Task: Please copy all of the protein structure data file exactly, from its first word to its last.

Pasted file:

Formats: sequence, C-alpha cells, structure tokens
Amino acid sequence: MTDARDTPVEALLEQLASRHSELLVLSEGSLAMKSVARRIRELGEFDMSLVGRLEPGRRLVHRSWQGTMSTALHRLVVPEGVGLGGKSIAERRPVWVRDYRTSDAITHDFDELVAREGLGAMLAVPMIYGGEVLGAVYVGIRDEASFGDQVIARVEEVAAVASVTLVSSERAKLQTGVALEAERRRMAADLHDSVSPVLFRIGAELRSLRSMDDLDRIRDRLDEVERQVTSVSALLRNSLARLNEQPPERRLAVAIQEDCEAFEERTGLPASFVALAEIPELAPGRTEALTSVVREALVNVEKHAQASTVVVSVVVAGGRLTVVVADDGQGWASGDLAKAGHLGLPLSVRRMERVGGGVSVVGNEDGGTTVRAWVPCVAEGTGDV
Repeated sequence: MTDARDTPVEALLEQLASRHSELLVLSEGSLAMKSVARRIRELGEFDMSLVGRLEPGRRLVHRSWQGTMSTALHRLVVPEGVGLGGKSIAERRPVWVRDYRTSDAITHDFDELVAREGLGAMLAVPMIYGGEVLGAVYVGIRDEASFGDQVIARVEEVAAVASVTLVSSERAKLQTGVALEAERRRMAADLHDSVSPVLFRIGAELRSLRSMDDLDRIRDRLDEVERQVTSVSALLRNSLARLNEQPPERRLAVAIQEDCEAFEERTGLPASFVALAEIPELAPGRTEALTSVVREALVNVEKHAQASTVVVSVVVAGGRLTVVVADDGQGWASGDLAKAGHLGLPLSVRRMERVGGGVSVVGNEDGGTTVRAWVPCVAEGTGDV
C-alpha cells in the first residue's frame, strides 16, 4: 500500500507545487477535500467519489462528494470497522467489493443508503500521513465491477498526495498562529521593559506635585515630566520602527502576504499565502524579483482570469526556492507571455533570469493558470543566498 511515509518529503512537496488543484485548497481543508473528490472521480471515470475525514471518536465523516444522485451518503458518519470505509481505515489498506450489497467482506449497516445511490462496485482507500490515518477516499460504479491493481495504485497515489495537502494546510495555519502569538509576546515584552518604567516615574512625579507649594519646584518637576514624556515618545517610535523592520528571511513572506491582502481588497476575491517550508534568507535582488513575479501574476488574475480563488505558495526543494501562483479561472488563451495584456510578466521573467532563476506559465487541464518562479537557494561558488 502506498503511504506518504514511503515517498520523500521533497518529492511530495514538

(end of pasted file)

Formats: sequence, C-alpha cells, structure tokens
Amino acid sequence: MTDARDTPVEALLEQLASRHSELLVLSEGSLAMKSVARRIRELGEFDMSLVGRLEPGRRLVHRSWQGTMSTALHRLVVPEGVGLGGKSIAERRPVWVRDYRTSDAITHDFDELVAREGLGAMLAVPMIYGGEVLGAVYVGIRDEASFGDQVIARVEEVAAVASVTLVSSERAKLQTGVALEAERRRMAADLHDSVSPVLFRIGAELRSLRSMDDLDRIRDRLDEVERQVTSVSALLRNSLARLNEQPPERRLAVAIQEDCEAFEERTGLPASFVALAEIPELAPGRTEALTSVVREALVNVEKHAQASTVVVSVVVAGGRLTVVVADDGQGWASGDLAKAGHLGLPLSVRRMERVGGGVSVVGNEDGGTTVRAWVPCVAEGTGDV
Repeated sequence: MTDARDTPVEALLEQLASRHSELLVLSEGSLAMKSVARRIRELGEFDMSLVGRLEPGRRLVHRSWQGTMSTALHRLVVPEGVGLGGKSIAERRPVWVRDYRTSDAITHDFDELVAREGLGAMLAVPMIYGGEVLGAVYVGIRDEASFGDQVIARVEEVAAVASVTLVSSERAKLQTGVALEAERRRMAADLHDSVSPVLFRIGAELRSLRSMDDLDRIRDRLDEVERQVTSVSALLRNSLARLNEQPPERRLAVAIQEDCEAFEERTGLPASFVALAEIPELAPGRTEALTSVVREALVNVEKHAQASTVVVSVVVAGGRLTVVVADDGQGWASGDLAKAGHLGLPLSVRRMERVGGGVSVVGNEDGGTTVRAWVPCVAEGTGDV
C-alpha cells in the first residue's frame, strides 16, 4: 500500500507545487477535500467519489462528494470497522467489493443508503500521513465491477498526495498562529521593559506635585515630566520602527502576504499565502524579483482570469526556492507571455533570469493558470543566498 511515509518529503512537496488543484485548497481543508473528490472521480471515470475525514471518536465523516444522485451518503458518519470505509481505515489498506450489497467482506449497516445511490462496485482507500490515518477516499460504479491493481495504485497515489495537502494546510495555519502569538509576546515584552518604567516615574512625579507649594519646584518637576514624556515618545517610535523592520528571511513572506491582502481588497476575491517550508534568507535582488513575479501574476488574475480563488505558495526543494501562483479561472488563451495584456510578466521573467532563476506559465487541464518562479537557494561558488 502506498503511504506518504514511503515517498520523500521533497518529492511530495514538